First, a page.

Security Incident FAQ
Use the following questions and answers to learn more about IT security incidents and reporting. If you don't see your question or would like some clarification, contact the IT Support Center.
- What is an IT security incident?
- How do IT security incidents affect me?
- Why is it important to report IT security incidents immediately?
- How can I tell whether something qualifies as an IT security incident?
- How can I tell whether my computer is infected?
- How can I tell whether someone else has been using my UDelNet ID and password?
- How do I identify a phishing message?
- What do I do if I suspect an IT security incident has occurred or will occur?
- What do I do if my computer is infected?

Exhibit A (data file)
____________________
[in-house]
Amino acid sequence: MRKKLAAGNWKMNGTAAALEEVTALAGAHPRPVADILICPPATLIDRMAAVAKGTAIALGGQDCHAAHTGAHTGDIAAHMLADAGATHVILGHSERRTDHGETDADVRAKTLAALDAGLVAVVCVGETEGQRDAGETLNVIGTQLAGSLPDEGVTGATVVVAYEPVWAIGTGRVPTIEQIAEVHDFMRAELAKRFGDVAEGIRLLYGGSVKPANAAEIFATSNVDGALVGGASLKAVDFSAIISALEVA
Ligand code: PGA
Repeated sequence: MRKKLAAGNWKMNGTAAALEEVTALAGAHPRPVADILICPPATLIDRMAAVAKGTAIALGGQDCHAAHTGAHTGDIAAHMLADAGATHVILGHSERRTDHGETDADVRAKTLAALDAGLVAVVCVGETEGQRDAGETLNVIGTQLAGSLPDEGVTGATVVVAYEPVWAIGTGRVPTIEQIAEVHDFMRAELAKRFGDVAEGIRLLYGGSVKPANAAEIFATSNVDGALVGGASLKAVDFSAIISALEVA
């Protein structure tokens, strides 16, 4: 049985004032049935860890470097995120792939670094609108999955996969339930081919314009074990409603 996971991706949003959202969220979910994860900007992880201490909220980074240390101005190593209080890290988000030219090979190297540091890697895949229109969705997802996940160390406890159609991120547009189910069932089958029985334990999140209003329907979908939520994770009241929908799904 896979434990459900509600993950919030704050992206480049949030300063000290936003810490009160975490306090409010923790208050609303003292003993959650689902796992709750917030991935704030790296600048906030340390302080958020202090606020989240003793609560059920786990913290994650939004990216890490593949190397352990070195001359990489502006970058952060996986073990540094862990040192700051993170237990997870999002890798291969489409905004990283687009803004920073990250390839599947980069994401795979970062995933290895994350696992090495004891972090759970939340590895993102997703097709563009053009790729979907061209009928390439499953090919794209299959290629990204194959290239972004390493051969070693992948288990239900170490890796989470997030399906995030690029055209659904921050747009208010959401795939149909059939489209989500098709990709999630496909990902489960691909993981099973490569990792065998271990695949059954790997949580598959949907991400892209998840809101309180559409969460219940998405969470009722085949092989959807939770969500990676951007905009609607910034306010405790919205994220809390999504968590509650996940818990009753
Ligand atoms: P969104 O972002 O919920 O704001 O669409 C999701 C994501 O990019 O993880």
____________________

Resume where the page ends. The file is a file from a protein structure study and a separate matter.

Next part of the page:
- What do I do if I suspect someone else has been using my UDelNet ID and password?
- What do I do if I receive a phishing message?
- What do I do if my device is lost or stolen?
About IT security incidents
1. What is an IT security incident?
An information technology security incident (IT security incident) is any event that could lead to the compromise of an IT resource's confidentiality, integrity, or availability. Examples of IT security incidents include:
- An IT device being lost or stolen
- A data breach
- A member of the campus community falling for a phishing scam
- A UDelNet password being cracked or stolen.
2. How do IT security incidents affect me?
IT security incidents present legal, financial, and reputational risk to the University. If an IT security incident leads to a breach of University data, then the individuals represented by that data could become the victims of identity theft, intellectual property theft, or other harm, and the University itself may face its own legal, financial, and reputational setbacks. The University as a whole has an obligation to protect the confidentiality, integrity, and availability of the information it accesses, processes, stores, and transmits in order to protect the individuals and groups that information represents.